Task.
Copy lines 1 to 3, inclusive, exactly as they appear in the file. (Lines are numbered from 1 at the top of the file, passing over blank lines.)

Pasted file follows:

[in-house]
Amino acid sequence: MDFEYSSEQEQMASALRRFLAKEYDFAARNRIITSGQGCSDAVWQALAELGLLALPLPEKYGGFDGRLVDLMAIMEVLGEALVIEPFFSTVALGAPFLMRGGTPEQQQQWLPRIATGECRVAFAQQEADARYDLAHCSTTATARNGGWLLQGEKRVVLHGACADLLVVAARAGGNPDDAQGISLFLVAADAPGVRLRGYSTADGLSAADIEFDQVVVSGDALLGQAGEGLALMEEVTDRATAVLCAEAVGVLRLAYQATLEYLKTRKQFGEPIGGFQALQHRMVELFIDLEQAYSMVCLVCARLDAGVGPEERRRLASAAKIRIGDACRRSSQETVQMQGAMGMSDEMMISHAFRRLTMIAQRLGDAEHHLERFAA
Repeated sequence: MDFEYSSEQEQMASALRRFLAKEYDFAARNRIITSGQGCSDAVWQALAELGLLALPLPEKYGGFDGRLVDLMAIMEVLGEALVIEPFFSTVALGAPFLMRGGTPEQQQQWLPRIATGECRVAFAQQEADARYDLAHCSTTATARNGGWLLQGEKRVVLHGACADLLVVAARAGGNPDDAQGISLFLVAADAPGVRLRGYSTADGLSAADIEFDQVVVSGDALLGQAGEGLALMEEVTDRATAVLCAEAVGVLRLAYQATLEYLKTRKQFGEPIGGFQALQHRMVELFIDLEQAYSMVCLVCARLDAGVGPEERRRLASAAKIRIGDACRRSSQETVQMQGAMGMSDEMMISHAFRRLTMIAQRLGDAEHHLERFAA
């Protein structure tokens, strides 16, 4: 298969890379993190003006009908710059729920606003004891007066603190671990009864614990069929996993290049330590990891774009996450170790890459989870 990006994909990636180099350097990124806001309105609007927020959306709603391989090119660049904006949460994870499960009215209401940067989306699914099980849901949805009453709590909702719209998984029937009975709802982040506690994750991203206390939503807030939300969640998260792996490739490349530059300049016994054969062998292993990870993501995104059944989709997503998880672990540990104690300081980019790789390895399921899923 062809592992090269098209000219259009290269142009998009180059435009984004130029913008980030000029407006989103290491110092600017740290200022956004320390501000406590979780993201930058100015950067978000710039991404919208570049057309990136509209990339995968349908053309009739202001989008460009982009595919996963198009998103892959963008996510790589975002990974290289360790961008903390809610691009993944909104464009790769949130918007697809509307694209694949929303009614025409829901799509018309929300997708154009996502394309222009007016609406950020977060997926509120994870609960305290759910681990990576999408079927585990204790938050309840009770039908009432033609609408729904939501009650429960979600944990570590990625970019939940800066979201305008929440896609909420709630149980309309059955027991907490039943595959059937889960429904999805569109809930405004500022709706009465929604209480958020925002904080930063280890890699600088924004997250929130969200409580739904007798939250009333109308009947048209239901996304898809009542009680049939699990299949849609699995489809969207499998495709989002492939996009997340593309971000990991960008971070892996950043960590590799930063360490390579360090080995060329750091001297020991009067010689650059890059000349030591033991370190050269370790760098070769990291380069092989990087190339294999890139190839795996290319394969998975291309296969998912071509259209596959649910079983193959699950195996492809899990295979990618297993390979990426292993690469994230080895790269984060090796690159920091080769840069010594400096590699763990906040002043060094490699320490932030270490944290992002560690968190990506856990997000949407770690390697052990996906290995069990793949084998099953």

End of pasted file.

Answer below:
[in-house]
Amino acid sequence: MDFEYSSEQEQMASALRRFLAKEYDFAARNRIITSGQGCSDAVWQALAELGLLALPLPEKYGGFDGRLVDLMAIMEVLGEALVIEPFFSTVALGAPFLMRGGTPEQQQQWLPRIATGECRVAFAQQEADARYDLAHCSTTATARNGGWLLQGEKRVVLHGACADLLVVAARAGGNPDDAQGISLFLVAADAPGVRLRGYSTADGLSAADIEFDQVVVSGDALLGQAGEGLALMEEVTDRATAVLCAEAVGVLRLAYQATLEYLKTRKQFGEPIGGFQALQHRMVELFIDLEQAYSMVCLVCARLDAGVGPEERRRLASAAKIRIGDACRRSSQETVQMQGAMGMSDEMMISHAFRRLTMIAQRLGDAEHHLERFAA
Repeated sequence: MDFEYSSEQEQMASALRRFLAKEYDFAARNRIITSGQGCSDAVWQALAELGLLALPLPEKYGGFDGRLVDLMAIMEVLGEALVIEPFFSTVALGAPFLMRGGTPEQQQQWLPRIATGECRVAFAQQEADARYDLAHCSTTATARNGGWLLQGEKRVVLHGACADLLVVAARAGGNPDDAQGISLFLVAADAPGVRLRGYSTADGLSAADIEFDQVVVSGDALLGQAGEGLALMEEVTDRATAVLCAEAVGVLRLAYQATLEYLKTRKQFGEPIGGFQALQHRMVELFIDLEQAYSMVCLVCARLDAGVGPEERRRLASAAKIRIGDACRRSSQETVQMQGAMGMSDEMMISHAFRRLTMIAQRLGDAEHHLERFAA